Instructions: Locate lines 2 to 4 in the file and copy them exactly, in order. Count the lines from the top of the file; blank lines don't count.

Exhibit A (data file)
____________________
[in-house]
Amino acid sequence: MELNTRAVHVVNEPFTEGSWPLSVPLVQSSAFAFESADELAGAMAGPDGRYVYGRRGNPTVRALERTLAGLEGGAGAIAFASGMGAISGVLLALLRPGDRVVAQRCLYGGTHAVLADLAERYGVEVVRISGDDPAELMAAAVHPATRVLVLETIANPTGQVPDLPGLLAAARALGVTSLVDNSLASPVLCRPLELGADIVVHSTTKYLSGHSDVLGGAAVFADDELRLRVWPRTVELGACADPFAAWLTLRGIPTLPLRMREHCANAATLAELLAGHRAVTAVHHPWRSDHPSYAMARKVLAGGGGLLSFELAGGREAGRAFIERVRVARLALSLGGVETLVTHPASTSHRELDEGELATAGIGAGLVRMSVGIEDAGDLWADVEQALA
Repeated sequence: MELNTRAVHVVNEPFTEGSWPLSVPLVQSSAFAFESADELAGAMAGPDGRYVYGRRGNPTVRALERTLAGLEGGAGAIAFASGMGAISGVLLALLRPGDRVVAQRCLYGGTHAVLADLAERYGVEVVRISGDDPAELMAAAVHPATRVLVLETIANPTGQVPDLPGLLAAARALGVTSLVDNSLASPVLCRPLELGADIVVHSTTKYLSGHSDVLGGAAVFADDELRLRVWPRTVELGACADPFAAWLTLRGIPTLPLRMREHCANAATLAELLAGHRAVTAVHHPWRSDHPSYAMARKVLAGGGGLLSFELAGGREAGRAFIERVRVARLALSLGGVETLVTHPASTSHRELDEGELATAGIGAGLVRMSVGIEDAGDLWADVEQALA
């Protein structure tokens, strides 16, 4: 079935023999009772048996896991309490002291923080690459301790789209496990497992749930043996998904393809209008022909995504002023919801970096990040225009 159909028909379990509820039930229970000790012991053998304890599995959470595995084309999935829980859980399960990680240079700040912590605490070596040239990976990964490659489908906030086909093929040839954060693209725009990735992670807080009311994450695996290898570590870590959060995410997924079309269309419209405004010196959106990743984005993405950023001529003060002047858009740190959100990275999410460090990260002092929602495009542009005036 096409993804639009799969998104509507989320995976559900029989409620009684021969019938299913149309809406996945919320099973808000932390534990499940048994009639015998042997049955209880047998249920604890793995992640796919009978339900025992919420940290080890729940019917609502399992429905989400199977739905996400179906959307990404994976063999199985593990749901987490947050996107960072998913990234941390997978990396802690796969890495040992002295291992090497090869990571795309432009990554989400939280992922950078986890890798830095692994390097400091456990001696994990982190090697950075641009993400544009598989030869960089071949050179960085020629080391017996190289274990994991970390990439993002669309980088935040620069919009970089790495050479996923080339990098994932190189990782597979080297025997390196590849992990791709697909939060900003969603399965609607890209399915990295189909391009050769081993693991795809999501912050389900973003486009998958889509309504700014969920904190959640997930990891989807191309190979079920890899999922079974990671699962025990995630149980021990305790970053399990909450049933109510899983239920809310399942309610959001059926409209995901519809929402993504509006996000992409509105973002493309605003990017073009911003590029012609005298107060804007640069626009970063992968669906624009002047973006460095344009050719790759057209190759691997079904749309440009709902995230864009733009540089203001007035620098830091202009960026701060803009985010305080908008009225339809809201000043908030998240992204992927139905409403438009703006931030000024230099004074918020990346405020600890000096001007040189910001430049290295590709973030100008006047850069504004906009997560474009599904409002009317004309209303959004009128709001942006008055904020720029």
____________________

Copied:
Amino acid sequence: MELNTRAVHVVNEPFTEGSWPLSVPLVQSSAFAFESADELAGAMAGPDGRYVYGRRGNPTVRALERTLAGLEGGAGAIAFASGMGAISGVLLALLRPGDRVVAQRCLYGGTHAVLADLAERYGVEVVRISGDDPAELMAAAVHPATRVLVLETIANPTGQVPDLPGLLAAARALGVTSLVDNSLASPVLCRPLELGADIVVHSTTKYLSGHSDVLGGAAVFADDELRLRVWPRTVELGACADPFAAWLTLRGIPTLPLRMREHCANAATLAELLAGHRAVTAVHHPWRSDHPSYAMARKVLAGGGGLLSFELAGGREAGRAFIERVRVARLALSLGGVETLVTHPASTSHRELDEGELATAGIGAGLVRMSVGIEDAGDLWADVEQALA
Repeated sequence: MELNTRAVHVVNEPFTEGSWPLSVPLVQSSAFAFESADELAGAMAGPDGRYVYGRRGNPTVRALERTLAGLEGGAGAIAFASGMGAISGVLLALLRPGDRVVAQRCLYGGTHAVLADLAERYGVEVVRISGDDPAELMAAAVHPATRVLVLETIANPTGQVPDLPGLLAAARALGVTSLVDNSLASPVLCRPLELGADIVVHSTTKYLSGHSDVLGGAAVFADDELRLRVWPRTVELGACADPFAAWLTLRGIPTLPLRMREHCANAATLAELLAGHRAVTAVHHPWRSDHPSYAMARKVLAGGGGLLSFELAGGREAGRAFIERVRVARLALSLGGVETLVTHPASTSHRELDEGELATAGIGAGLVRMSVGIEDAGDLWADVEQALA
């Protein structure tokens, strides 16, 4: 079935023999009772048996896991309490002291923080690459301790789209496990497992749930043996998904393809209008022909995504002023919801970096990040225009 159909028909379990509820039930229970000790012991053998304890599995959470595995084309999935829980859980399960990680240079700040912590605490070596040239990976990964490659489908906030086909093929040839954060693209725009990735992670807080009311994450695996290898570590870590959060995410997924079309269309419209405004010196959106990743984005993405950023001529003060002047858009740190959100990275999410460090990260002092929602495009542009005036 096409993804639009799969998104509507989320995976559900029989409620009684021969019938299913149309809406996945919320099973808000932390534990499940048994009639015998042997049955209880047998249920604890793995992640796919009978339900025992919420940290080890729940019917609502399992429905989400199977739905996400179906959307990404994976063999199985593990749901987490947050996107960072998913990234941390997978990396802690796969890495040992002295291992090497090869990571795309432009990554989400939280992922950078986890890798830095692994390097400091456990001696994990982190090697950075641009993400544009598989030869960089071949050179960085020629080391017996190289274990994991970390990439993002669309980088935040620069919009970089790495050479996923080339990098994932190189990782597979080297025997390196590849992990791709697909939060900003969603399965609607890209399915990295189909391009050769081993693991795809999501912050389900973003486009998958889509309504700014969920904190959640997930990891989807191309190979079920890899999922079974990671699962025990995630149980021990305790970053399990909450049933109510899983239920809310399942309610959001059926409209995901519809929402993504509006996000992409509105973002493309605003990017073009911003590029012609005298107060804007640069626009970063992968669906624009002047973006460095344009050719790759057209190759691997079904749309440009709902995230864009733009540089203001007035620098830091202009960026701060803009985010305080908008009225339809809201000043908030998240992204992927139905409403438009703006931030000024230099004074918020990346405020600890000096001007040189910001430049290295590709973030100008006047850069504004906009997560474009599904409002009317004309209303959004009128709001942006008055904020720029």